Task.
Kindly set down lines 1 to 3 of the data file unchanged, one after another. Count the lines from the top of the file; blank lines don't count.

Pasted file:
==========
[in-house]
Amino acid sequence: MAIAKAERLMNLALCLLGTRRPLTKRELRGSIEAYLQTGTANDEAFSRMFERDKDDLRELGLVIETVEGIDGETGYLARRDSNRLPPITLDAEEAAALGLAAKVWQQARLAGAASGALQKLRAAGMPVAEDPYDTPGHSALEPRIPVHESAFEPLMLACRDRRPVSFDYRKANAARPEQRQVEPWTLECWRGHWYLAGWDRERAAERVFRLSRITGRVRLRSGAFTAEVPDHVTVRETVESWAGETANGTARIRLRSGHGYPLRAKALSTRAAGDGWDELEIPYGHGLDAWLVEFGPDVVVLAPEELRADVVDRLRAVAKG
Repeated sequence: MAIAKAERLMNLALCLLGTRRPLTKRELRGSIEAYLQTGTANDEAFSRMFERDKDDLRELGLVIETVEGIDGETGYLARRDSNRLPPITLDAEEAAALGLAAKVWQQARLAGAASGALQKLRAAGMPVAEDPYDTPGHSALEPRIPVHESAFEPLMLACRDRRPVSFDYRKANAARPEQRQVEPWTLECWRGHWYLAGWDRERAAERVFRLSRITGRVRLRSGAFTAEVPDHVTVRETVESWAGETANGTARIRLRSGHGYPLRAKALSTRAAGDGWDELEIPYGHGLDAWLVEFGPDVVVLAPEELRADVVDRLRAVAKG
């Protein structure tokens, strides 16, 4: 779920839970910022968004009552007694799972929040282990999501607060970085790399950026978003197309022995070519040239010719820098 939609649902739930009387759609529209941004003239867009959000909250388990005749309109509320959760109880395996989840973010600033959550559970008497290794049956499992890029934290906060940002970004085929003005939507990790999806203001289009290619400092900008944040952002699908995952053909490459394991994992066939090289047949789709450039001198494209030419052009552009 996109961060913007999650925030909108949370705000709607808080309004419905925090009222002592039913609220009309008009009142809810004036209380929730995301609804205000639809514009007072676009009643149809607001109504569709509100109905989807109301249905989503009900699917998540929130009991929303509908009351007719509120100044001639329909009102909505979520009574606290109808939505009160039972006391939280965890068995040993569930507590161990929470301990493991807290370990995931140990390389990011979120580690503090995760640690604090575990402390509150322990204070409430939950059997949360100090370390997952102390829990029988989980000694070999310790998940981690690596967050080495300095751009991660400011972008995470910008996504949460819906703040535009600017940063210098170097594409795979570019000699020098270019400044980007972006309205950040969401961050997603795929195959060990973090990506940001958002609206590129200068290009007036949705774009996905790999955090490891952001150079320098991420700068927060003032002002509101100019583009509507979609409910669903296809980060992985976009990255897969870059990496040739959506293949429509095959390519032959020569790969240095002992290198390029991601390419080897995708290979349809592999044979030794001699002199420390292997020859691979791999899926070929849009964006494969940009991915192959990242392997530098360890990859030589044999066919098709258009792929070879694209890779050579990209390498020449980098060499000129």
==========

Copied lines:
[in-house]
Amino acid sequence: MAIAKAERLMNLALCLLGTRRPLTKRELRGSIEAYLQTGTANDEAFSRMFERDKDDLRELGLVIETVEGIDGETGYLARRDSNRLPPITLDAEEAAALGLAAKVWQQARLAGAASGALQKLRAAGMPVAEDPYDTPGHSALEPRIPVHESAFEPLMLACRDRRPVSFDYRKANAARPEQRQVEPWTLECWRGHWYLAGWDRERAAERVFRLSRITGRVRLRSGAFTAEVPDHVTVRETVESWAGETANGTARIRLRSGHGYPLRAKALSTRAAGDGWDELEIPYGHGLDAWLVEFGPDVVVLAPEELRADVVDRLRAVAKG
Repeated sequence: MAIAKAERLMNLALCLLGTRRPLTKRELRGSIEAYLQTGTANDEAFSRMFERDKDDLRELGLVIETVEGIDGETGYLARRDSNRLPPITLDAEEAAALGLAAKVWQQARLAGAASGALQKLRAAGMPVAEDPYDTPGHSALEPRIPVHESAFEPLMLACRDRRPVSFDYRKANAARPEQRQVEPWTLECWRGHWYLAGWDRERAAERVFRLSRITGRVRLRSGAFTAEVPDHVTVRETVESWAGETANGTARIRLRSGHGYPLRAKALSTRAAGDGWDELEIPYGHGLDAWLVEFGPDVVVLAPEELRADVVDRLRAVAKG